Timeline Cache File Amount - Hitfilm Express

NoIdeaWhatImDoing
NoIdeaWhatImDoing Posts: 2 Just Starting Out

Greetings,

I just updated to the latest version, and I found my Cache folders beeing flooded with files.

363k files after a single 1h 40min 1080p 60fps video, 22.3 GB size in total.

The HDD was constantly at 100% activity (a WD Raptor with 10000rpm) even after closing the program the HDD was still at 100%.

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  • Triem23
    Triem23 Posts: 20,070 Ambassador
    Accepted Answer

    What you describe is the normal and expected behavior in your current configuration of Hitfilm.

    Rather than the old RAM preview writing a temp video file into RAM it's writing individual frame images to the cache.

    A 1-hour, 40 minute, 60 fps video is 360k frames.

    The cache is designed to render the individual frames for quick playback. By writing individual frames, if you make a change at, say 45 minutes in, that section can be recached without altering the existing frames elsewhere.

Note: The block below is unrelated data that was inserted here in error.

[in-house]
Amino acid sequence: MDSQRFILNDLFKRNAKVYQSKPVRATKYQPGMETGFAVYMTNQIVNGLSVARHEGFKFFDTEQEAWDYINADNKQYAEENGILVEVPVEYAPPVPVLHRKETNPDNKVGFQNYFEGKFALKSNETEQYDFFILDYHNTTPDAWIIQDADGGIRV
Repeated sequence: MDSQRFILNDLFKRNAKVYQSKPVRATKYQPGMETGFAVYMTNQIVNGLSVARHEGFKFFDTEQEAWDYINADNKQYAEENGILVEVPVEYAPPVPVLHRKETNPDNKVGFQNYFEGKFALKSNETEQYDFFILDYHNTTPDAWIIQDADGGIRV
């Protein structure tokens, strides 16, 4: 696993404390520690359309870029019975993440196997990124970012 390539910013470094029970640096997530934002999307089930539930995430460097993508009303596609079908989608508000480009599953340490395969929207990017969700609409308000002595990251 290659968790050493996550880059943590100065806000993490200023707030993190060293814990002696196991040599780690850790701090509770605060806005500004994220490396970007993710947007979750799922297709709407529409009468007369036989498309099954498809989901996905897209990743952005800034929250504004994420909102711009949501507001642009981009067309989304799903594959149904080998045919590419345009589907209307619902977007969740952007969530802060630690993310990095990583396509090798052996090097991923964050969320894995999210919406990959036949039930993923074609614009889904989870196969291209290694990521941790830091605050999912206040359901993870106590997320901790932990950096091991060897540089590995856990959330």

Timeline caching is of more value when using multiple tracks, with heavy effects and/or compositing. If you're just trimming a video with minor color correction, you might not need it on.

    In the Hitfilm Manual you should read section 4.7.2, which discusses configuring Cache Options (normally I turn off auto caching and use Manual caching), including setting the default folder, determining if files auto or manually cache, how long to store cached files and manually clearing cached files.

    I can't verify this, but I suspect an assumption is being used by the devs that most storage drives are SSDs. Although you have a rare 10000RPM HDD even 20 years ago that would have been considered barely adequate for 720p footage. For 1080, 60p footage I'm not surprised you're seeing a lot of drive access. The Timeline Cache does fairly constantly output frames while doing its thing. Additionally, while the Raptor is actually a three-platter RAID designed to be a fast Enterprise-use HDD its sustained data rate is only considered about 200Mb/s - which is under half that of the typical 480Mb/s of an entry level SSD (Enterprise level SSDs can sustain 3500Mb/s)

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